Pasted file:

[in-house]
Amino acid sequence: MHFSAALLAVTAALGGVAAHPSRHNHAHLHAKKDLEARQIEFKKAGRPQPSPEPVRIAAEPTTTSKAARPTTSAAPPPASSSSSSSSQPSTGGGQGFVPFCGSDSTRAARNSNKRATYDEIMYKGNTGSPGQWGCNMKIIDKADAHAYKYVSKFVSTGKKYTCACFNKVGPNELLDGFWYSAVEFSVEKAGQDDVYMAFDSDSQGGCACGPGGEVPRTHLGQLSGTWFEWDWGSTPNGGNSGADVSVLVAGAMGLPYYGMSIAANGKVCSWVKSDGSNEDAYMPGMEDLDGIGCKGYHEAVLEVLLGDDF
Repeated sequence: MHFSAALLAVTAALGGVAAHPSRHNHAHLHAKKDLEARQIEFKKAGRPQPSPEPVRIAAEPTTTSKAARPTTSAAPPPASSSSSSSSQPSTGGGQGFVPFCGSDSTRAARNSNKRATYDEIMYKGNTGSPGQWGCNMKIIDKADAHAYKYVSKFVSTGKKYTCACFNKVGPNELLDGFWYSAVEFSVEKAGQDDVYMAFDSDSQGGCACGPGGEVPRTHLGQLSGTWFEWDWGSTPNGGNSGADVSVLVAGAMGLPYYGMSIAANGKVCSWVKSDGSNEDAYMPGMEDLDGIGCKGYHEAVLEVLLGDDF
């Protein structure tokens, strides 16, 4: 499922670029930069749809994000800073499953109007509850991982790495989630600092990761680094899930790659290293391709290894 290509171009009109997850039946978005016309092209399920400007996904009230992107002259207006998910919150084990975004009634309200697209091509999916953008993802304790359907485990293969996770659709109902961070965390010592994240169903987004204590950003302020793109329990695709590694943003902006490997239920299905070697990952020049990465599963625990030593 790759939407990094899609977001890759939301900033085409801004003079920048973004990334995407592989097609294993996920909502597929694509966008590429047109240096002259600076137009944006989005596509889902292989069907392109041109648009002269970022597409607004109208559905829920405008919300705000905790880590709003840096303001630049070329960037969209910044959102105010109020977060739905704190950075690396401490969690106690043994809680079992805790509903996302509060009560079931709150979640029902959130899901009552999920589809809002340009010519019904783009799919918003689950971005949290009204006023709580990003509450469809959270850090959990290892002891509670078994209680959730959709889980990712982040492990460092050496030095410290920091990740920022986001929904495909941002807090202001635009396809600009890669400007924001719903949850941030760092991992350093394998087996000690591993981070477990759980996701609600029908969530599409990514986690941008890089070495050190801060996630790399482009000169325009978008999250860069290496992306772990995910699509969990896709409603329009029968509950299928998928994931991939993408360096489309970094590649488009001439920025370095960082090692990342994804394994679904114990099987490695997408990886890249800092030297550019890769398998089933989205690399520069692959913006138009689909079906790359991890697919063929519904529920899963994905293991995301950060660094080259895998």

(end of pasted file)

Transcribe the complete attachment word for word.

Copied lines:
[in-house]
Amino acid sequence: MHFSAALLAVTAALGGVAAHPSRHNHAHLHAKKDLEARQIEFKKAGRPQPSPEPVRIAAEPTTTSKAARPTTSAAPPPASSSSSSSSQPSTGGGQGFVPFCGSDSTRAARNSNKRATYDEIMYKGNTGSPGQWGCNMKIIDKADAHAYKYVSKFVSTGKKYTCACFNKVGPNELLDGFWYSAVEFSVEKAGQDDVYMAFDSDSQGGCACGPGGEVPRTHLGQLSGTWFEWDWGSTPNGGNSGADVSVLVAGAMGLPYYGMSIAANGKVCSWVKSDGSNEDAYMPGMEDLDGIGCKGYHEAVLEVLLGDDF
Repeated sequence: MHFSAALLAVTAALGGVAAHPSRHNHAHLHAKKDLEARQIEFKKAGRPQPSPEPVRIAAEPTTTSKAARPTTSAAPPPASSSSSSSSQPSTGGGQGFVPFCGSDSTRAARNSNKRATYDEIMYKGNTGSPGQWGCNMKIIDKADAHAYKYVSKFVSTGKKYTCACFNKVGPNELLDGFWYSAVEFSVEKAGQDDVYMAFDSDSQGGCACGPGGEVPRTHLGQLSGTWFEWDWGSTPNGGNSGADVSVLVAGAMGLPYYGMSIAANGKVCSWVKSDGSNEDAYMPGMEDLDGIGCKGYHEAVLEVLLGDDF
């Protein structure tokens, strides 16, 4: 499922670029930069749809994000800073499953109007509850991982790495989630600092990761680094899930790659290293391709290894 290509171009009109997850039946978005016309092209399920400007996904009230992107002259207006998910919150084990975004009634309200697209091509999916953008993802304790359907485990293969996770659709109902961070965390010592994240169903987004204590950003302020793109329990695709590694943003902006490997239920299905070697990952020049990465599963625990030593 790759939407990094899609977001890759939301900033085409801004003079920048973004990334995407592989097609294993996920909502597929694509966008590429047109240096002259600076137009944006989005596509889902292989069907392109041109648009002269970022597409607004109208559905829920405008919300705000905790880590709003840096303001630049070329960037969209910044959102105010109020977060739905704190950075690396401490969690106690043994809680079992805790509903996302509060009560079931709150979640029902959130899901009552999920589809809002340009010519019904783009799919918003689950971005949290009204006023709580990003509450469809959270850090959990290892002891509670078994209680959730959709889980990712982040492990460092050496030095410290920091990740920022986001929904495909941002807090202001635009396809600009890669400007924001719903949850941030760092991992350093394998087996000690591993981070477990759980996701609600029908969530599409990514986690941008890089070495050190801060996630790399482009000169325009978008999250860069290496992306772990995910699509969990896709409603329009029968509950299928998928994931991939993408360096489309970094590649488009001439920025370095960082090692990342994804394994679904114990099987490695997408990886890249800092030297550019890769398998089933989205690399520069692959913006138009689909079906790359991890697919063929519904529920899963994905293991995301950060660094080259895998």